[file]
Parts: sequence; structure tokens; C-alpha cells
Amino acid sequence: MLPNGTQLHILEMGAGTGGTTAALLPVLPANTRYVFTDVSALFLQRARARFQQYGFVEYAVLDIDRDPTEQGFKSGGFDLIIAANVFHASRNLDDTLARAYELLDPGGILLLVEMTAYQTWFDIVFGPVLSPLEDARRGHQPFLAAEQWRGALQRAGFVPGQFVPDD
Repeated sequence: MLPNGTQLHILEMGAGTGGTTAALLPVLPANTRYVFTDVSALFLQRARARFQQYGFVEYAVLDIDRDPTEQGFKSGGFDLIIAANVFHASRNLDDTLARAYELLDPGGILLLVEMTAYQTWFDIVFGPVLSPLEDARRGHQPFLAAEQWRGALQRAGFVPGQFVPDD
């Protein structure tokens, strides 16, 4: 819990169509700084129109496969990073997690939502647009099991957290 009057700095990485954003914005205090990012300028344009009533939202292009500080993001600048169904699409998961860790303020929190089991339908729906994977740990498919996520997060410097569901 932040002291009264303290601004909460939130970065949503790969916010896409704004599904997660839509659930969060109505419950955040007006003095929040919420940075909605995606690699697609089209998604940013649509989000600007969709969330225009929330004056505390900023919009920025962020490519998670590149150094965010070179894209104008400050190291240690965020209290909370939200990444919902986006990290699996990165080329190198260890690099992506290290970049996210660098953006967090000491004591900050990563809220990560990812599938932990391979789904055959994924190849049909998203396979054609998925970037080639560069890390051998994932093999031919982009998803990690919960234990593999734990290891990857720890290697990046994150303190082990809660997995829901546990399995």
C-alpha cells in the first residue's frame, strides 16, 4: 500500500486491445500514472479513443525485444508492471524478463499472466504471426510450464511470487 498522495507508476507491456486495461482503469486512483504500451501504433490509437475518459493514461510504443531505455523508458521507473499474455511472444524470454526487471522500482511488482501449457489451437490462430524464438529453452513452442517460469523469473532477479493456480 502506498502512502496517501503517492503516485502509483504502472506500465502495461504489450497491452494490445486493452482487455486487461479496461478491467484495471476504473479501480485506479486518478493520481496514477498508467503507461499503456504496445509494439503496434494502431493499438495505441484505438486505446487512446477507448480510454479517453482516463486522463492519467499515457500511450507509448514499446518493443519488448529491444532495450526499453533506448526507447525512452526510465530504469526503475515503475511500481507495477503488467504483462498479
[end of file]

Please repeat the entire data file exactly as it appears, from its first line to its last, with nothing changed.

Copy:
Parts: sequence; structure tokens; C-alpha cells
Amino acid sequence: MLPNGTQLHILEMGAGTGGTTAALLPVLPANTRYVFTDVSALFLQRARARFQQYGFVEYAVLDIDRDPTEQGFKSGGFDLIIAANVFHASRNLDDTLARAYELLDPGGILLLVEMTAYQTWFDIVFGPVLSPLEDARRGHQPFLAAEQWRGALQRAGFVPGQFVPDD
Repeated sequence: MLPNGTQLHILEMGAGTGGTTAALLPVLPANTRYVFTDVSALFLQRARARFQQYGFVEYAVLDIDRDPTEQGFKSGGFDLIIAANVFHASRNLDDTLARAYELLDPGGILLLVEMTAYQTWFDIVFGPVLSPLEDARRGHQPFLAAEQWRGALQRAGFVPGQFVPDD
């Protein structure tokens, strides 16, 4: 819990169509700084129109496969990073997690939502647009099991957290 009057700095990485954003914005205090990012300028344009009533939202292009500080993001600048169904699409998961860790303020929190089991339908729906994977740990498919996520997060410097569901 932040002291009264303290601004909460939130970065949503790969916010896409704004599904997660839509659930969060109505419950955040007006003095929040919420940075909605995606690699697609089209998604940013649509989000600007969709969330225009929330004056505390900023919009920025962020490519998670590149150094965010070179894209104008400050190291240690965020209290909370939200990444919902986006990290699996990165080329190198260890690099992506290290970049996210660098953006967090000491004591900050990563809220990560990812599938932990391979789904055959994924190849049909998203396979054609998925970037080639560069890390051998994932093999031919982009998803990690919960234990593999734990290891990857720890290697990046994150303190082990809660997995829901546990399995």
C-alpha cells in the first residue's frame, strides 16, 4: 500500500486491445500514472479513443525485444508492471524478463499472466504471426510450464511470487 498522495507508476507491456486495461482503469486512483504500451501504433490509437475518459493514461510504443531505455523508458521507473499474455511472444524470454526487471522500482511488482501449457489451437490462430524464438529453452513452442517460469523469473532477479493456480 502506498502512502496517501503517492503516485502509483504502472506500465502495461504489450497491452494490445486493452482487455486487461479496461478491467484495471476504473479501480485506479486518478493520481496514477498508467503507461499503456504496445509494439503496434494502431493499438495505441484505438486505446487512446477507448480510454479517453482516463486522463492519467499515457500511450507509448514499446518493443519488448529491444532495450526499453533506448526507447525512452526510465530504469526503475515503475511500481507495477503488467504483462498479